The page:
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Support Dogs

by Neil Ewart FBIPDT

A unit on an industrial estate in Sheffield may seem an unlikely location for a charity which exists to train dogs to improve the lives of people with epilepsy, physical disabilities and children with autism. But it is the home of Support Dogs and from this small unit they train dogs to work in all parts of the UK.

Wherever there is a need Support Dogs will endeavour to help. It’s been that way since 1992 when co-founder John Rogerson returned from a visit to the Unites States.   He was  so impressed by the ’Top Dog’ programme over there that he linked up with Val Strong and Support Dogs was born.

The charity grew fast and these days there are three areas of training.  

Seizure Alert Dogs:

Support Dogs is the only organisation in the UK to train dogs to the onset of an epileptic fit and their remarkable powers can give an owner up to 45 minutes warning.  They do this in a number of ways thus giving the owner time to locate a place of safety.  This can be incredibly valuable if, for example, the owner is in the throes of cooking a meal, about to take a bath or planning to go for a drive!   Currently the first seizure alert dog for a child is being prepared.  The intention is for the dog to react when the child has a seizure and will fetch the parents-even in the middle of the night!  

Disability Assistance Dogs:

These are dogs trained to carry out tasks tailored to their owner’s needs, such as:
  • Opening and closing doors.
  • Picking up objects.
  • Raising the alarm.
  • Operating control buttons.
  • Switching lights on and off.
  • Loading and unloading a washing machine.

Autism Assistance Dogs:

In 2008 they began training dogs with the aim of providing both parents and child with a degree of predictability in social settings.  

Readers will certainly note that there is often an over lap in the work carried out by the various ‘’Assistance Dog Charities’’ but to help get this in perspective research has shown that some 72500 families could benefit from an autism assistance dog alone.

Then all the other disabilities need to be considered then it is obvious that there are hundreds of thousands of people in the UK for whom an assistance dog would be life changing.

Rightly, strict conditions govern who can apply for a dog trained by Support Dogs
And coupled with the intense training programme means that only around eighteen dogs a year complete a course.  This creates a problem meeting the demand!  One dog recently in the Autism Awareness programme was the subject of over 400 applicants.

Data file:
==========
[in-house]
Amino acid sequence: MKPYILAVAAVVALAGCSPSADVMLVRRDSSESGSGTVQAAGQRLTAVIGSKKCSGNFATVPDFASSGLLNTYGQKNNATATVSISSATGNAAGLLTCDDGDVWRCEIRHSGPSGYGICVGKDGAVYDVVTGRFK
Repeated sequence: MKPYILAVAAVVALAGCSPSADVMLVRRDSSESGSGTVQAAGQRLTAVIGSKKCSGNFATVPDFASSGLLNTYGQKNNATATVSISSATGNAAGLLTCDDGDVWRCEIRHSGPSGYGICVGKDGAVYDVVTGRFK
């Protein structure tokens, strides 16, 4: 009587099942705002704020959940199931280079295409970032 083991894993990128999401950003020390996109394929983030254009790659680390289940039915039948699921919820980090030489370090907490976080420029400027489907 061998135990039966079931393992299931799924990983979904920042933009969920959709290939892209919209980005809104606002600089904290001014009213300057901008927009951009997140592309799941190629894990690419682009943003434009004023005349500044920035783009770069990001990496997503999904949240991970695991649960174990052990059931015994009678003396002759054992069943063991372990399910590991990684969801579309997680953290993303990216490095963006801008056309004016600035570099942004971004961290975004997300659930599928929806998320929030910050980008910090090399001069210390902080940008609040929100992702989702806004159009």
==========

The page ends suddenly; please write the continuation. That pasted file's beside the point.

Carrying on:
Since its inception Support Dogs has trained over 180 successful partnerships.

Dogs vary in size and breed, from Jack Russell’s to a St Bernard, from pedigree dogs to cross breeds from rescue kennels.

Some disability assistance dogs can be the owners own dog but seizure alert and autism assistance dogs will be obtained and trained by Support Dogs.
However, they like all Assistance Dogs have one thing in common.  They must have good, steady temperaments.  Something every dog owner and breeder should be aiming at!!

To qualify as an Autism Assistance or Seizure Alert dog requires a sixteen week intensive training course at the Centre followed by many weeks with its new owner. Training to become a Disability Assistance takes place at the Centre and the person’s home.

Dogs are finally assessed using the giant Meadowhall Shopping Centre in Sheffield.  They are expected to walk to heel, pick up dropped objects, pass a short re call test.  They are also checked for their reaction to lifts and escalators and social behaviour in cafes.

The future is full of challenges.  Each dog costs about £12000 to train and Support Dogs receive no Government help.  They remain fully committed to a policy of not charging the disabled person for their services.

They, like other Assistance Dog groups, have to cope with ‘’pet’’ dogs out on the streets.  Recently, ‘Grant’ was nearing the end of his training when a dog attacked him.  They are waiting to see if he will fully recover and whether his character may have changed.

Their current premises are not really suited to the work they do as they really need somewhere with its own grounds.  But that is going to cost BIG money!!

To find out more, the details are listed below.

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Please follow the link to our website to learn more about us and find out how you can help You can write to Rita Hobson, Support Dogs, 21 Jessops Riverside, Brightside Lane, Sheffield, S. Yorks S9...
Support Dogs
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